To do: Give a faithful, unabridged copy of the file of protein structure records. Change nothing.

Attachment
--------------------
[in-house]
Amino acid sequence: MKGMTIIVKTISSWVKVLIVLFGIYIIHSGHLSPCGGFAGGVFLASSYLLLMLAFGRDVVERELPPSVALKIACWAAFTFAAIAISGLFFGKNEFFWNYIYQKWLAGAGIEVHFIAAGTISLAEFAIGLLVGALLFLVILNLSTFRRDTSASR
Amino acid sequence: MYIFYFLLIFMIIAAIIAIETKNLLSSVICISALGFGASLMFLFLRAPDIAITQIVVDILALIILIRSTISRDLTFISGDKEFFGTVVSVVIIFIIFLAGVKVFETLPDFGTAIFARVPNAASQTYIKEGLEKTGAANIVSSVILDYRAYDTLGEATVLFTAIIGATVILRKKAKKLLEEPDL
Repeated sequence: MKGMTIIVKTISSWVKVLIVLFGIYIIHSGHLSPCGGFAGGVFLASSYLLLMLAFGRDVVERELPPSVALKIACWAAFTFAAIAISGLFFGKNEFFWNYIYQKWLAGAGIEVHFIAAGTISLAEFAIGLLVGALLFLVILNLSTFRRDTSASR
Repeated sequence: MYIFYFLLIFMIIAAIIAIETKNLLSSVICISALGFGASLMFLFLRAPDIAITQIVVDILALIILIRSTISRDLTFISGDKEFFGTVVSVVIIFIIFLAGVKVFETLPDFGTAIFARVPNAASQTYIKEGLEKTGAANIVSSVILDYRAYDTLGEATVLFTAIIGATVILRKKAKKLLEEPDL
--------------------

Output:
[in-house]
Amino acid sequence: MKGMTIIVKTISSWVKVLIVLFGIYIIHSGHLSPCGGFAGGVFLASSYLLLMLAFGRDVVERELPPSVALKIACWAAFTFAAIAISGLFFGKNEFFWNYIYQKWLAGAGIEVHFIAAGTISLAEFAIGLLVGALLFLVILNLSTFRRDTSASR
Amino acid sequence: MYIFYFLLIFMIIAAIIAIETKNLLSSVICISALGFGASLMFLFLRAPDIAITQIVVDILALIILIRSTISRDLTFISGDKEFFGTVVSVVIIFIIFLAGVKVFETLPDFGTAIFARVPNAASQTYIKEGLEKTGAANIVSSVILDYRAYDTLGEATVLFTAIIGATVILRKKAKKLLEEPDL
Repeated sequence: MKGMTIIVKTISSWVKVLIVLFGIYIIHSGHLSPCGGFAGGVFLASSYLLLMLAFGRDVVERELPPSVALKIACWAAFTFAAIAISGLFFGKNEFFWNYIYQKWLAGAGIEVHFIAAGTISLAEFAIGLLVGALLFLVILNLSTFRRDTSASR
Repeated sequence: MYIFYFLLIFMIIAAIIAIETKNLLSSVICISALGFGASLMFLFLRAPDIAITQIVVDILALIILIRSTISRDLTFISGDKEFFGTVVSVVIIFIIFLAGVKVFETLPDFGTAIFARVPNAASQTYIKEGLEKTGAANIVSSVILDYRAYDTLGEATVLFTAIIGATVILRKKAKKLLEEPDL